I remember that! I remember you were iffy about it. But here we are, years later.
Seriously. Why does this continue?
We just don’t know any better. At our age what else are we going to do? Let’s get in van, buy a few records, and play for like two kids.
That’s true. I see that a lot of people we’re friends with in our age group still doing bands, but they’re more serious about the music, and less serious about playing out because they have adult lives. We’re like the opposite.
(laughs) At the end of the day if it’s not fun, why bother? I mean, we’re really just playing for ourselves and maybe 20 of our friends. And if we’re lucky enough sometimes we play out of town and it’s good. It’s really just an inside joke for all of us and that’s what makes it so great.
Yeah, honestly. So was that your intent? Start a fun punk band and make jokes?
Not really. That wasn’t the intention at all. We wanted to have punk parts, but I wanted it to be grind-y like Nasum and Terrorizer, and I wanted it to have Aus Rotten parts as well because that’s the shit I was really listening to at the time. I just ended up writing all this stuff and here it is. It ended up not being like anything I had envisioned, it’s better to me.
Originally, when we started jamming this stuff we were going to have Gabe Hamm play guitar too (local Syracuse guitarist from a million bands, currently of Kalki), and I wanted to write riffs with him and have two guitar players. It didn’t end up working out.
I did not know Gabe was going to be part of the band!
Before I even sent you anything I was writing parts and I thought, ‘Gabe knows punk, let’s jam with Gabe!’ We just couldn’t coordinate schedules. We wrote some riffs together once. He was going to play guitar and we were going to figure out a bass player later.
We’re still figuring that out.
(laughs) Right! We haven’t settled on any one yet. We’re waiting for the right prospect to come along (laughs)
(laughs) ‘We’re waiting for the right person, but rest assured, we will be holding auditions.’
Did you ever expect we would record anything? Did you even plan to play shows?
the shirt says all that ever really needs to be said about this band
I thought that we would get a demo done and maybe play five or six shows and it would probably fizzle out. That was my expectation. I honestly didn’t really have expectations. I just thought it would be something fun and that would be it. A little footnote.
So you came up with the name. And there has been a lot of internet confusion as well from people who are offended that we’re named after a medical procedure, to people who think we’re some sort of internet page for medical things.
And really, who likes dialysis? You know? That’s like saying, ‘I like getting a blood transfusion! Where can I click on a ‘like’ page for that?’
Also, who likes Dialysis?
(laughs) There’s at least one person who likes Dialysis, the band.
But as for the name, it was symbolic. I was going through some bad shit and I wanted to use this fun music to filter out the bad shit. That’s it. So it became a personal, spiritual ‘dialysis’, for lack of a better description.
Our name doesn’t really imply what we do.
No, it really doesn’t. But then, what name would? It’s gone on this long, so why change it?
How did you meet Matt?
I met him through Ron (Ebony Sorrow bassist). He was 14 years old and he came to try out for us. And Ron was telling me, ‘I know he’s really young, but he’s really fast!’ So Matt snuck out of his parent’s house at 9:30 at night, snuck out his basement window and Ron picked him up, and I had just gotten out of work at like 10 or 11 at night and I see this young-ass kid behind the kit. I looked at him and just said, ‘play me a blast beat’ and the kid fuckin’ ripped. And other than Mike Dunham from Demonic Prophecy (Syracuse death metal band) he was the fastest drummer I’d ever seen. We found a way to work around things and he’s been with us ever since.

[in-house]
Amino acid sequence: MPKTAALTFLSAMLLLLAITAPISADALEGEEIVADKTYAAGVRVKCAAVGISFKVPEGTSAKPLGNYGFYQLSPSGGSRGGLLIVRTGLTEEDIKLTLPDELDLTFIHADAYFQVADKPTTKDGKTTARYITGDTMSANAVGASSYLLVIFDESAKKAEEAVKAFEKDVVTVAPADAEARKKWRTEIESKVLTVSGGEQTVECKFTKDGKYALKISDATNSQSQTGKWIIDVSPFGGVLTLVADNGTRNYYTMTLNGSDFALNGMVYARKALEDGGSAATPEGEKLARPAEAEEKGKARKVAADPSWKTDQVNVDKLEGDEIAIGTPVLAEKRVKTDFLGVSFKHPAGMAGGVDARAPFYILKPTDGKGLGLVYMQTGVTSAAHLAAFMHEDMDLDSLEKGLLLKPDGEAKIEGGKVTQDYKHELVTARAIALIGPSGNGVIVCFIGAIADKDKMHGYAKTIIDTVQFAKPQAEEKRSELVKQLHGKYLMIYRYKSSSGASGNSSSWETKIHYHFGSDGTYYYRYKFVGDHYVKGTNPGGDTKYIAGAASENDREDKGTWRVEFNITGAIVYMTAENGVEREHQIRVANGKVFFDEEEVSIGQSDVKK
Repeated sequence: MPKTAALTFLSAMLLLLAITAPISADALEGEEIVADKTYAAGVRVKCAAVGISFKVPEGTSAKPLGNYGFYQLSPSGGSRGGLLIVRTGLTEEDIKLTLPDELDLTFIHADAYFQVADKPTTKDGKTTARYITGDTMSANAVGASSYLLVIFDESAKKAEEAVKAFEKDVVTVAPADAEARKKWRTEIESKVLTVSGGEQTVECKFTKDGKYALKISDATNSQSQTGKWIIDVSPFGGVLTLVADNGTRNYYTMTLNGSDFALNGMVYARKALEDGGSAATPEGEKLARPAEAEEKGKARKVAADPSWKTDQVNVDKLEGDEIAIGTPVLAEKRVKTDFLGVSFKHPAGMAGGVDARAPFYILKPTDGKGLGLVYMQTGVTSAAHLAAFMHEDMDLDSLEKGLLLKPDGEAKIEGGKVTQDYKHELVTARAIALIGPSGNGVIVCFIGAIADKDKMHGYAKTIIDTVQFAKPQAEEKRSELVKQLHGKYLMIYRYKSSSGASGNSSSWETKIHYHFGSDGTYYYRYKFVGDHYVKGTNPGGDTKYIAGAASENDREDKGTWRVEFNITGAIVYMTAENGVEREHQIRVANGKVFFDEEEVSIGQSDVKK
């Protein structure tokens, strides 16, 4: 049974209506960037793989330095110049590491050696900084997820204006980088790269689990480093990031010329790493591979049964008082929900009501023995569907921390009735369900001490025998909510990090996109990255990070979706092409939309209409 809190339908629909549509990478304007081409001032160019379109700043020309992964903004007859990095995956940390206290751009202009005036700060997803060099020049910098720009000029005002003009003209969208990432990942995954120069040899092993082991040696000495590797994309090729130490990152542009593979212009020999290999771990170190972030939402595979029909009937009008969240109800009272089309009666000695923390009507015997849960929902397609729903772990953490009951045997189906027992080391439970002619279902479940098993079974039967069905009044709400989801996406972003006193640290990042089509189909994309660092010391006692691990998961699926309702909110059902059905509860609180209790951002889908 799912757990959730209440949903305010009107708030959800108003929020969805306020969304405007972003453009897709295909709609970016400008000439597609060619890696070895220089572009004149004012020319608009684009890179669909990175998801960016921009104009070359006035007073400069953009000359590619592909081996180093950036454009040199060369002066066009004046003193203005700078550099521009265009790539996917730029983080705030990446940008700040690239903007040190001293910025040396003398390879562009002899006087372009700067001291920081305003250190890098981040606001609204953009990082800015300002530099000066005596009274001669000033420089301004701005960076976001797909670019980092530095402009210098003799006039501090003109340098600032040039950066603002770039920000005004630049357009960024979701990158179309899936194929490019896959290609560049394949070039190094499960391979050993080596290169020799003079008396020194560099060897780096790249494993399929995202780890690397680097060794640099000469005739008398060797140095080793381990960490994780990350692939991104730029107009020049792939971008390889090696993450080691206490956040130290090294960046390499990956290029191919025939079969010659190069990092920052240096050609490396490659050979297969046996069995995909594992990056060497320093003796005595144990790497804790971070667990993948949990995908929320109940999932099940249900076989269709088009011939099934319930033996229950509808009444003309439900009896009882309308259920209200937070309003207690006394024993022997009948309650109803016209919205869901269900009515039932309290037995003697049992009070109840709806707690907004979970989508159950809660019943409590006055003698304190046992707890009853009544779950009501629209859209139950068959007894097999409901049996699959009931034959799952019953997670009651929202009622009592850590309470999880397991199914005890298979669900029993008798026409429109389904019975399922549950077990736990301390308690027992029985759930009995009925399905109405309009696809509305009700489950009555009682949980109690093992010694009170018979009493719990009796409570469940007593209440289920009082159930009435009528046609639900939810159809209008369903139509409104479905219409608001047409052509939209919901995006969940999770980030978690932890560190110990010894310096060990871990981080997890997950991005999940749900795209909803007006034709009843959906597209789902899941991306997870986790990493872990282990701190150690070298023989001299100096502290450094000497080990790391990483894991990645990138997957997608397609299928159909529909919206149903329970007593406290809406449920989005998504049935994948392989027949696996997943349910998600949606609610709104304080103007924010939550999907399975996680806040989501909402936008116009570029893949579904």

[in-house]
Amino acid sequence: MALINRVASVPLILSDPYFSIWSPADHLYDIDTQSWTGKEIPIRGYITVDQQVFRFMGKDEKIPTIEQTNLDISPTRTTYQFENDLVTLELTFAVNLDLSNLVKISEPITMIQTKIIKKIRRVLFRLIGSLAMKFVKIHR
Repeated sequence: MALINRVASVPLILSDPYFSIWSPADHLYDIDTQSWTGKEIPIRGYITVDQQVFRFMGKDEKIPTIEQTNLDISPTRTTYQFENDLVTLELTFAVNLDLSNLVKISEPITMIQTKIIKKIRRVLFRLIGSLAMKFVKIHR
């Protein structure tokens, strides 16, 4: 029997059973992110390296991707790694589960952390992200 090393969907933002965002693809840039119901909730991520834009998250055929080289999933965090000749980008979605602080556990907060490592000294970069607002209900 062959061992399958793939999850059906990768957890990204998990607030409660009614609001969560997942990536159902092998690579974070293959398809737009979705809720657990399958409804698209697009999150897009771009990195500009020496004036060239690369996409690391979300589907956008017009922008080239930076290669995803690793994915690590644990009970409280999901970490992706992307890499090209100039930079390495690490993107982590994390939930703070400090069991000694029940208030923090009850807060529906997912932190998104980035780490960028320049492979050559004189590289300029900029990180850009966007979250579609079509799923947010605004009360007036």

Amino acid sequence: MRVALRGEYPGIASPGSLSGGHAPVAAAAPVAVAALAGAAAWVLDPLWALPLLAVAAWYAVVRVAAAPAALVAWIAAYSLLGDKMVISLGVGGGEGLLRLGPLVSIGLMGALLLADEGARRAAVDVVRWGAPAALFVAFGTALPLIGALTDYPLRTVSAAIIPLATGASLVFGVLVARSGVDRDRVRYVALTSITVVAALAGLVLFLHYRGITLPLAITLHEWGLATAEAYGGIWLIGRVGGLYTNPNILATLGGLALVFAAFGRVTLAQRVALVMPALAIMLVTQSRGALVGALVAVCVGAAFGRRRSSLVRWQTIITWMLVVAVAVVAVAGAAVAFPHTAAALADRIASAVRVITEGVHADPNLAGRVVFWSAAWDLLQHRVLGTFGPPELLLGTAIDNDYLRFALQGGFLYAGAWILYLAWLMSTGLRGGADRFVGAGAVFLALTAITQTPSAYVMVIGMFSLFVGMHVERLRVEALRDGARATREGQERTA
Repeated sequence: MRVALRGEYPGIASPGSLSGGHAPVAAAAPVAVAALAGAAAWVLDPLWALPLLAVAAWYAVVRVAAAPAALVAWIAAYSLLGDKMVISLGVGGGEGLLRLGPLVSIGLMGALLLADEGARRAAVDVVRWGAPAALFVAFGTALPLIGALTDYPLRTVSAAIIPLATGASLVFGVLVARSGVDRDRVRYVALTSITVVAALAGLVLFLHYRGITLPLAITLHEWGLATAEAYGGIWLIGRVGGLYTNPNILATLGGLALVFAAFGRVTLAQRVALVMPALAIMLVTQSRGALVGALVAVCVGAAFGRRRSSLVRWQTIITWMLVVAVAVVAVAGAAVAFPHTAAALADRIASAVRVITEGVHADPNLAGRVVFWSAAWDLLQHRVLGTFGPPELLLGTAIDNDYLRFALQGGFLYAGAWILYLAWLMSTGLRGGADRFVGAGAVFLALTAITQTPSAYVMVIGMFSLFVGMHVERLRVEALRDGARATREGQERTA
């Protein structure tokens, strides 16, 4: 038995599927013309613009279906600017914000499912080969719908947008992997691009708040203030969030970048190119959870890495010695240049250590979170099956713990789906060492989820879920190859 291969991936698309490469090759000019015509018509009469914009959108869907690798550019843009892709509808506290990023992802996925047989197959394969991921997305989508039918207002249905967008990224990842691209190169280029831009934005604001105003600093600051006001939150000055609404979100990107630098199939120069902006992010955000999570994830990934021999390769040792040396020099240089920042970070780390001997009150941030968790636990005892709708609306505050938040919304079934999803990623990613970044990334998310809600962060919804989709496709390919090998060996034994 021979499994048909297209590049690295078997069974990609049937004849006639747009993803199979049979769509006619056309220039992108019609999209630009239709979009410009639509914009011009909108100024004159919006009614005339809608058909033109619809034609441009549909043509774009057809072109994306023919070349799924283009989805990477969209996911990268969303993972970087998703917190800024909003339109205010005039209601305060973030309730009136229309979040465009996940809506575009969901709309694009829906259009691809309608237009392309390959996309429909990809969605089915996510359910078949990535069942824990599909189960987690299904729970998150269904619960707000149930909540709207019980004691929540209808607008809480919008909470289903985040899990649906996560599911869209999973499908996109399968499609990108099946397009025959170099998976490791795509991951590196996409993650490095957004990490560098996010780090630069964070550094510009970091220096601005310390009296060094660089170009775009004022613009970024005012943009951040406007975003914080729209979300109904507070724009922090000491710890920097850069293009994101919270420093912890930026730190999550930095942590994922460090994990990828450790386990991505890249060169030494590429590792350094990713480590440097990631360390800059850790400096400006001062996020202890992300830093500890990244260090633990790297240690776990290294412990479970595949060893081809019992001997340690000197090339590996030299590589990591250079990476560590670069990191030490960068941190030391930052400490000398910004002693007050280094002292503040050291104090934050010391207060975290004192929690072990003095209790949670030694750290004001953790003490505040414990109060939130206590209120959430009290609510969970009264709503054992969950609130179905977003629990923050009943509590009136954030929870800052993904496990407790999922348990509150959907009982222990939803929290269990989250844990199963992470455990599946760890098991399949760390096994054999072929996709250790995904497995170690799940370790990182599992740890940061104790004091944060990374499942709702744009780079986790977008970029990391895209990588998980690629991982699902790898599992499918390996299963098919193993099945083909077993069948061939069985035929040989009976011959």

So that’s been like 16 years now? You guys have been writing partners forever.
It’s been about 17 or 18 years. Yeah, it’s nuts. It’s fucking weird. Matt’s always down, as long as it’s not conflicting with other things he has to do, like school, or teaching.
the variant full color cover (of 50), art by Shaky Kane
What’s your favorite thing about that 7”?
Probably being excited about it being the first thing I ever had released on vinyl. Writing it, knowing that it was going to be on vinyl was exciting. Getting Shaky Kane to do the artwork was cool. I wasn’t familiar with his work until you had mentioned that you got him to do it. It was cool to see how that came out. The Human Shield cover lives on (“Tough Guys Always Lose”), which was nice. I remember the writing of the record being a lot of fun. I don’t remember anything about recording it. We wrote a song in the studio and we sprung it on you last minute, but I can’t remember which one it was.
I think it was “Population Smoker”
OK. That would make sense. I remember Matt wrote the riff to it and said, ‘I want to do this’, so we recorded it real quick and it worked, so we kept it.
That makes sense because it’s a very punk rock, three-chord sort of riff and that’s how Matt writes when he ends up writing riffs. But I also remember nothing about recording it.
It’s the weirdest thing, isn’t it? It was fun writing it though.
What’s the worst part of the band?
The worst thing about this band is, right now, is it’s tough to keep motivated when you’re on the other side of the country. That’s really the only bad thing about it. And there was that really bad weekend we did where like one person came to both shows total. Those shows in Long Island and New Jersey?
Oh yeah, that was dismal. Not only were they the most poorly attended shows, but they were in pretty shitty places as well. There was nothing redeeming about the venues or the towns.
We had to load in through a street fair!
The only redeeming thing was the guys in Trunk, who we did the shows with, were really fun. They were wild dudes.
I’d go out with those guys again in a heartbeat.
But everything else stunk. Literally. The towns we played in smelled bad too.
I don’t think we even went to any record stores or scored any records on that weekend either! We didn’t find any good record stores! And I was thinking, ‘if we’re out on the road and we can’t find any record stores why are we even doing this?’
And now is the part where I hawk wares to you. Sooo, feel free to grab a copy of "Ludicrous Speed" and with every purchase you will also get a copy of... "Ludicrous Speed, the fuck up" 7"! That's right. If you read the Taxa 7" article (you didn't) you'll remember that when I went to repress that bands two song 7" the pressing plant grabbed the wrong plates and ended up pressing "Ludicrous Speed" onto records containing the labels for a different record. Not sure how you mix up a 2-song 7" and a 10 song 7", but hey, either way, I got a bunch and I don't want them. See picture below for details. So you can get either the 7" for $4 or the digital for the same price (c'mon, 10 songs on a record, that's a deal).